15 things Jamaicans look forward to at Christmastime

Christmas is indeed the most wonderful time of the year for many Jamaicans.

It’s the time when the meat options are plenty, and loved ones convene for dinner at the larger, more comfy home of a relative.

For those who opt-out of a home-cooked meal, there’s always a neighbour or some other family gathering elsewhere. Fact is everyone is dining and usually happy.

Things have changed somewhat this year, so we urge you to practise safety protocols, such as socially distant dining, and washing and/or sanitising the hands often while preparing meals and before and after dining.

Here’s our list of 15 things Jamaicans look forward to at Christmas time…

1 As creatives, many Jamaican children would rub together Styrofoam from the packaging of new appliances or the like to make ‘snow’.

2 The young’uns stock up on ‘clappas’ and fire rockets for Christmas Day, New Year’s Eve and New Year’s Day merriment.

3 Mothers and/or grandmothers get new everything: new ‘runners’ for the furniture, new pyjama sets, new figurines, new rugs/mats…new everything!

4 The official Christmas cleaning would take place closer to Christmas Eve. You’ll know it’s time when you see new drapes/curtains, newly wrapped sofas, or for those who can, an interior decorator transforming the space.

5 Piping hot chocolate tea with the oil floating on top is the ultimate Christmas breakfast beverage. This is usually served with Ackee & Saltfish, callaloo and ham, Ackee and corned pork and/or fried/boiled dumplings and produce.

6 Everyone packs up and heads to the country to visit the grandparents’ or to gather for the annual unofficial family reunion.

7 Once you see the lights and decorations strung in the popular plazas, you know it’s Christmastime in Kingston.

Many Jamaicans grade the plazas on best presentations, while others view it as a spectacle, made to bring about Christmas cheer.

8 For Kingstonians, a shopping spree at Tropical, Mall, Village or Springs Plazas is typically expected!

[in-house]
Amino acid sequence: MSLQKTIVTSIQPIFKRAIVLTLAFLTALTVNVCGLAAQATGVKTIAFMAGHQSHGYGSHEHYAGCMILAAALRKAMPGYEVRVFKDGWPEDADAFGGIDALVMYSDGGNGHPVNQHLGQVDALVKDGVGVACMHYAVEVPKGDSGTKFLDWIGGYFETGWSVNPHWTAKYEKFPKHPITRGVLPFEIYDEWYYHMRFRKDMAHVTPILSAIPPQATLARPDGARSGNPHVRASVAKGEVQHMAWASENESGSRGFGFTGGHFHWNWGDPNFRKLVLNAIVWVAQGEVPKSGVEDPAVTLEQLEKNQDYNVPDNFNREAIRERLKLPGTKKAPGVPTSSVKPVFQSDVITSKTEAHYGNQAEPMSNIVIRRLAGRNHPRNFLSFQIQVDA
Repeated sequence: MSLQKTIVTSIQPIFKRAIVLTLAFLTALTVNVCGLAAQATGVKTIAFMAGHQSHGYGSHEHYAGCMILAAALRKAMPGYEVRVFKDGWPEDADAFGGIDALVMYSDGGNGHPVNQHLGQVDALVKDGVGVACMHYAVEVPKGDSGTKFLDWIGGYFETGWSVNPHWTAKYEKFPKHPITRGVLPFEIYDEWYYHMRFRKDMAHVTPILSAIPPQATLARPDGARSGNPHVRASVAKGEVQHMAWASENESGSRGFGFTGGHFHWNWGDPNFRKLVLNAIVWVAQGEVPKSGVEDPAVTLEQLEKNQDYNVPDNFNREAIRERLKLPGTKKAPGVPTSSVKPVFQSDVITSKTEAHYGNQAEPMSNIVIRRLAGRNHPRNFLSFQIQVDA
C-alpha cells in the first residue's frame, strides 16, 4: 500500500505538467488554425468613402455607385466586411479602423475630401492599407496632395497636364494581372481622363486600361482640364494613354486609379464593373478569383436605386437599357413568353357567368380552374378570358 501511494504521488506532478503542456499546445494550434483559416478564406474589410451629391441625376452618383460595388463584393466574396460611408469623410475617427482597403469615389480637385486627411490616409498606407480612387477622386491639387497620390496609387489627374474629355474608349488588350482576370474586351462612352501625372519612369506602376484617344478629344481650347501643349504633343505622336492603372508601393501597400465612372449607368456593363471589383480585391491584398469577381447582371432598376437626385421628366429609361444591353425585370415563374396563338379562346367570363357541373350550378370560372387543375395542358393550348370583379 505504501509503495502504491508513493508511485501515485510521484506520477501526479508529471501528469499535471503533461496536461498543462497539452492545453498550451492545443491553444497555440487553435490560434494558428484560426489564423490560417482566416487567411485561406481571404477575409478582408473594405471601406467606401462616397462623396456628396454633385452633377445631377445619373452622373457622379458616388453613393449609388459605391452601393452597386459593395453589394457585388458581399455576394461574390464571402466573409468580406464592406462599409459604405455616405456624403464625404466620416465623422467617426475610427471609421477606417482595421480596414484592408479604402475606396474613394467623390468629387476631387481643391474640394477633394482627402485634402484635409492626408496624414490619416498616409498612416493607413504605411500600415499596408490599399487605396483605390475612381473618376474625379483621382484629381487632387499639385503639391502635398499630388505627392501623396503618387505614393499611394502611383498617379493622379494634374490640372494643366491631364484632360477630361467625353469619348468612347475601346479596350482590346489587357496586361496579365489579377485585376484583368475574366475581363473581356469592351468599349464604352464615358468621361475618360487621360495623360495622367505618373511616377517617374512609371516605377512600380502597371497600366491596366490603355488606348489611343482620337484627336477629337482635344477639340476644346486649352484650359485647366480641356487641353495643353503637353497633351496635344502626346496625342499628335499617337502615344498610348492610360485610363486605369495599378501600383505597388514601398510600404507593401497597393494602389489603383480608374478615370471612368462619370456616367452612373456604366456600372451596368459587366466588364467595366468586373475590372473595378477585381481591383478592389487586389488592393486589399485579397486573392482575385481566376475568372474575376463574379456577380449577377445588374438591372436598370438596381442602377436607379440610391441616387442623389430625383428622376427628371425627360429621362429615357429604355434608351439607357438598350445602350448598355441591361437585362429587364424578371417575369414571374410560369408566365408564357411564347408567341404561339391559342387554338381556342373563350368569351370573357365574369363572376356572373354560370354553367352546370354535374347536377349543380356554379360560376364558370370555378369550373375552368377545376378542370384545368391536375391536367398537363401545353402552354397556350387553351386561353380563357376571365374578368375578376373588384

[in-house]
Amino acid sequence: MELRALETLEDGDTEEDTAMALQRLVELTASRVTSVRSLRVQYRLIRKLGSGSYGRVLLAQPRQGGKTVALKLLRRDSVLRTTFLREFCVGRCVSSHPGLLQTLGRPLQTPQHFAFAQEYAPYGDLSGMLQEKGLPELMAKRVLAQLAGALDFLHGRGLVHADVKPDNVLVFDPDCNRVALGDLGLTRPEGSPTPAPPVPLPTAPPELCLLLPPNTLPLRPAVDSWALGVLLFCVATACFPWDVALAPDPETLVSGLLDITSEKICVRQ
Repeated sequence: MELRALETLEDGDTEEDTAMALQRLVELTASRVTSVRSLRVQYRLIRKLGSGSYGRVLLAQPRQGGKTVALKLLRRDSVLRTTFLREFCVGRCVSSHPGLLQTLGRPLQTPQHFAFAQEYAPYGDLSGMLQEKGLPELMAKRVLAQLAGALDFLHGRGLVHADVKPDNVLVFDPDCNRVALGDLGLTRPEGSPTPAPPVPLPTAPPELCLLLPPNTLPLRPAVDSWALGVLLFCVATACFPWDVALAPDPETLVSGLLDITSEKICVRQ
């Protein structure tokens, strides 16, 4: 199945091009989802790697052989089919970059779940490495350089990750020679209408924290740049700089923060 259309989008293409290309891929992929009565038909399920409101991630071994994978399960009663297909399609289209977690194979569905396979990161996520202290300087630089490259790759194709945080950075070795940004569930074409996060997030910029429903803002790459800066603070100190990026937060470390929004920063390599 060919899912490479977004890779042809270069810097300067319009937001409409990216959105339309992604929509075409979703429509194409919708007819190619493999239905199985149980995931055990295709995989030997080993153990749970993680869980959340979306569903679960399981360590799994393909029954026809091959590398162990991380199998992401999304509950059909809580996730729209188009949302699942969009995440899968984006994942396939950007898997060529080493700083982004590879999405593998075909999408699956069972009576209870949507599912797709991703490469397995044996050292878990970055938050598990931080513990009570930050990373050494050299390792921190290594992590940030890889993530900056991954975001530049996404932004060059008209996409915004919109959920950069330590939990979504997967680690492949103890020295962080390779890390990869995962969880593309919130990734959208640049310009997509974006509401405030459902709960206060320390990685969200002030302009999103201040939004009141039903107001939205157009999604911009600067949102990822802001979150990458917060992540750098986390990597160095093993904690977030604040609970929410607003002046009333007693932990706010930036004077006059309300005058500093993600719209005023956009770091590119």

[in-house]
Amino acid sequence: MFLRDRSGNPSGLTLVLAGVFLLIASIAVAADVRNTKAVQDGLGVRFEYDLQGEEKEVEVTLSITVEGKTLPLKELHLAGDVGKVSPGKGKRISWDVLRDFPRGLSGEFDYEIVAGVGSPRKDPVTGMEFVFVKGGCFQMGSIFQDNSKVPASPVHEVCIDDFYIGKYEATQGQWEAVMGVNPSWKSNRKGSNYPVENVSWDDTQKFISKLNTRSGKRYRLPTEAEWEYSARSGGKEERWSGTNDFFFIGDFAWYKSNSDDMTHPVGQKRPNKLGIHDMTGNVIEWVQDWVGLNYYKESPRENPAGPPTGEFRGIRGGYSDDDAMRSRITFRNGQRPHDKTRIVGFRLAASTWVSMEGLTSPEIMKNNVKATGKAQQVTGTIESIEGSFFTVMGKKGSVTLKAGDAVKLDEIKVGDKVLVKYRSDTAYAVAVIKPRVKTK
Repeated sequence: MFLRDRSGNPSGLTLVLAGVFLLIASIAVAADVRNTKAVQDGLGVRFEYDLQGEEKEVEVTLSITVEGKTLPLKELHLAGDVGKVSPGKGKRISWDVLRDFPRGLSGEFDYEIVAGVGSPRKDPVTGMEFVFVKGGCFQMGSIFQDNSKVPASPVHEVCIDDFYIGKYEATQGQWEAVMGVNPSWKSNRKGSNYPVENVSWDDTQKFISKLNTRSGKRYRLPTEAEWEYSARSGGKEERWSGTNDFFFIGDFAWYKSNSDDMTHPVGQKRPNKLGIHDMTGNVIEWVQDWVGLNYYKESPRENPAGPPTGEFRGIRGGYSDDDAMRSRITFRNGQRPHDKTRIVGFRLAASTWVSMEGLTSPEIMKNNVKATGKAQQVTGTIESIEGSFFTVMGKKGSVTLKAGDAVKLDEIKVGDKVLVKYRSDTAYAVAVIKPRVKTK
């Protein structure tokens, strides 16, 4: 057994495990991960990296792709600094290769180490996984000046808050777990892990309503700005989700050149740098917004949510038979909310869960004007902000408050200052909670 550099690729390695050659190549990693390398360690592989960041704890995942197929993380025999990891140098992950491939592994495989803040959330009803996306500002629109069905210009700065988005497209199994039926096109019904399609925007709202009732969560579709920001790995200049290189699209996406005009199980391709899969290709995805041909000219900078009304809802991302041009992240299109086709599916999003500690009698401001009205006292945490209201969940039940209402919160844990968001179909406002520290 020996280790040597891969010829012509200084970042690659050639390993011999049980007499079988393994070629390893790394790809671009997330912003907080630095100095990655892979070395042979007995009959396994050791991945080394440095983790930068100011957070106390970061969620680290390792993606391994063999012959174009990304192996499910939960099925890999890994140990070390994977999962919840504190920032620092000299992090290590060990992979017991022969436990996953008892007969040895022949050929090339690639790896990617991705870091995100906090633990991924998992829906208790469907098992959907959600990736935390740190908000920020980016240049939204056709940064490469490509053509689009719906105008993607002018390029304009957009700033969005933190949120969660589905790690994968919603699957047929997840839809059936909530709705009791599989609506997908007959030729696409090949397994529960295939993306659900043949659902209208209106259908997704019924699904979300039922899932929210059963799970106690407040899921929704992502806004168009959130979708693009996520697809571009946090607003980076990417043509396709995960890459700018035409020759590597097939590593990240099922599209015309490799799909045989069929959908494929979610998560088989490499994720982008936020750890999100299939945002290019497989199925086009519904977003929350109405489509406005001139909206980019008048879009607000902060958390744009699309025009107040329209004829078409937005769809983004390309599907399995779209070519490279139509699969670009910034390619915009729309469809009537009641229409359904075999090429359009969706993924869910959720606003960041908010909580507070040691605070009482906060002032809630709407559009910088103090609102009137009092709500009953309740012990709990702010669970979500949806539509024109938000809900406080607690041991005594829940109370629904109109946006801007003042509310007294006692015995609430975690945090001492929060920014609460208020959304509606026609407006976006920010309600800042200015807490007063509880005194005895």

9 Grand Market shopping on Christmas Eve is an event like no other! You find the nearest market or head to Half-Way-Tree and walk the streets in search of bargains before – any many times, after – midnight.

Due to the COVID-19 restrictions this year, many have been asked to stay at home, which gives time to prepare for the traditional Christmas-morning breakfast.

10 In a COVID-19 world, many use Poinsettias to lighten the mood and bring in the Christmas cheer, but traditionally, Poinsettias are purchased to either decorate the home or office or to gift loved ones.  

11 All the dominoes, ludo boards and video games come out for an entire day of games and activities among family members.

12 Whether or not you’re at Grandma’s house, the first church service for Christmas Day is a MUST!

13 You know it’s Christmas when there’s a trip to LP Azar to purchase decorations, home accessories or to secure the finest fabric that a family member or seamstress will spin into custom drapes and curtains for the holiday. 

14 There is a seemingly unending supply of sorrel, soursop juice, a Grace Fruit Punch mix, Ginger Beer, egg nog or carrot juice.

15 Jonkunnu parade! Whenever these guys come around it’s ‘all hell bruck loose’.

And oftentimes, when children would see these eccentric and mysterious masqueraders dancing wildly to the Afro-inspired drumming, they’d either be terrified or excited.


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